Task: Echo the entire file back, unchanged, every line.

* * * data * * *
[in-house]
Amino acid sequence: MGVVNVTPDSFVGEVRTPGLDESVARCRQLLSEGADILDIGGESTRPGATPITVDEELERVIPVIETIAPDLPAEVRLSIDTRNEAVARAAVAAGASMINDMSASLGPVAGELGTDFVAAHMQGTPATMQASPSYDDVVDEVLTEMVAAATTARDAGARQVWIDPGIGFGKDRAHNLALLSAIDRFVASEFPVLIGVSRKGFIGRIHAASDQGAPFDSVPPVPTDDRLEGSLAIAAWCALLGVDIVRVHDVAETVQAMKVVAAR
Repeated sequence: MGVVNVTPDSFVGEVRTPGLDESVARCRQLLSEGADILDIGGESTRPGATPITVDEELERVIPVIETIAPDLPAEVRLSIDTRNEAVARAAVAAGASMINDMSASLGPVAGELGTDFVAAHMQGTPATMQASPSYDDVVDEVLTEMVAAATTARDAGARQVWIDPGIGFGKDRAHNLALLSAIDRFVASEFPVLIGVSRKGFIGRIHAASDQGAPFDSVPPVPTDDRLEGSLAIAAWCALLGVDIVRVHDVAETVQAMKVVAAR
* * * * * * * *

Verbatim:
[in-house]
Amino acid sequence: MGVVNVTPDSFVGEVRTPGLDESVARCRQLLSEGADILDIGGESTRPGATPITVDEELERVIPVIETIAPDLPAEVRLSIDTRNEAVARAAVAAGASMINDMSASLGPVAGELGTDFVAAHMQGTPATMQASPSYDDVVDEVLTEMVAAATTARDAGARQVWIDPGIGFGKDRAHNLALLSAIDRFVASEFPVLIGVSRKGFIGRIHAASDQGAPFDSVPPVPTDDRLEGSLAIAAWCALLGVDIVRVHDVAETVQAMKVVAAR
Repeated sequence: MGVVNVTPDSFVGEVRTPGLDESVARCRQLLSEGADILDIGGESTRPGATPITVDEELERVIPVIETIAPDLPAEVRLSIDTRNEAVARAAVAAGASMINDMSASLGPVAGELGTDFVAAHMQGTPATMQASPSYDDVVDEVLTEMVAAATTARDAGARQVWIDPGIGFGKDRAHNLALLSAIDRFVASEFPVLIGVSRKGFIGRIHAASDQGAPFDSVPPVPTDDRLEGSLAIAAWCALLGVDIVRVHDVAETVQAMKVVAAR